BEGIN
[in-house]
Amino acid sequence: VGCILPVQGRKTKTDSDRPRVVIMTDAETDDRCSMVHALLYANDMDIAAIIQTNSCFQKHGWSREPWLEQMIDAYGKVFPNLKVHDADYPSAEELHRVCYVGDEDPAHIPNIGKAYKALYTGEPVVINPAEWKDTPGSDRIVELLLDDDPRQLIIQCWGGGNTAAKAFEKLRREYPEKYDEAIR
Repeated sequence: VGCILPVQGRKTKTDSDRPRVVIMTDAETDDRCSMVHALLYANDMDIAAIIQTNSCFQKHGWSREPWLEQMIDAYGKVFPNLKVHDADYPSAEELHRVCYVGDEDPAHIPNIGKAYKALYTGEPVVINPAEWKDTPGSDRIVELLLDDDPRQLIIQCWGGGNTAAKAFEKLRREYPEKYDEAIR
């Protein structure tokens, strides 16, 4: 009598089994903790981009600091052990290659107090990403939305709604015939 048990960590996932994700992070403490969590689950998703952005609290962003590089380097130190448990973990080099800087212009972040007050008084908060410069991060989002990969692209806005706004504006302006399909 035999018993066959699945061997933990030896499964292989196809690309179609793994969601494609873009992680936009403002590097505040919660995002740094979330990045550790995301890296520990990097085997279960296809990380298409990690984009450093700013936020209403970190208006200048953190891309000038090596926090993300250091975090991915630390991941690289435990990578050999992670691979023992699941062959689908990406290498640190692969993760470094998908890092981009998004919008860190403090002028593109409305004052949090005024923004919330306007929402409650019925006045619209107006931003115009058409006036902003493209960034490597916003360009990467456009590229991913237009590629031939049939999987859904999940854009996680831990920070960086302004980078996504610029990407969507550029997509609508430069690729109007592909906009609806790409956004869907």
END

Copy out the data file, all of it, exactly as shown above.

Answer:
[in-house]
Amino acid sequence: VGCILPVQGRKTKTDSDRPRVVIMTDAETDDRCSMVHALLYANDMDIAAIIQTNSCFQKHGWSREPWLEQMIDAYGKVFPNLKVHDADYPSAEELHRVCYVGDEDPAHIPNIGKAYKALYTGEPVVINPAEWKDTPGSDRIVELLLDDDPRQLIIQCWGGGNTAAKAFEKLRREYPEKYDEAIR
Repeated sequence: VGCILPVQGRKTKTDSDRPRVVIMTDAETDDRCSMVHALLYANDMDIAAIIQTNSCFQKHGWSREPWLEQMIDAYGKVFPNLKVHDADYPSAEELHRVCYVGDEDPAHIPNIGKAYKALYTGEPVVINPAEWKDTPGSDRIVELLLDDDPRQLIIQCWGGGNTAAKAFEKLRREYPEKYDEAIR
């Protein structure tokens, strides 16, 4: 009598089994903790981009600091052990290659107090990403939305709604015939 048990960590996932994700992070403490969590689950998703952005609290962003590089380097130190448990973990080099800087212009972040007050008084908060410069991060989002990969692209806005706004504006302006399909 035999018993066959699945061997933990030896499964292989196809690309179609793994969601494609873009992680936009403002590097505040919660995002740094979330990045550790995301890296520990990097085997279960296809990380298409990690984009450093700013936020209403970190208006200048953190891309000038090596926090993300250091975090991915630390991941690289435990990578050999992670691979023992699941062959689908990406290498640190692969993760470094998908890092981009998004919008860190403090002028593109409305004052949090005024923004919330306007929402409650019925006045619209107006931003115009058409006036902003493209960034490597916003360009990467456009590229991913237009590629031939049939999987859904999940854009996680831990920070960086302004980078996504610029990407969507550029997509609508430069690729109007592909906009609806790409956004869907």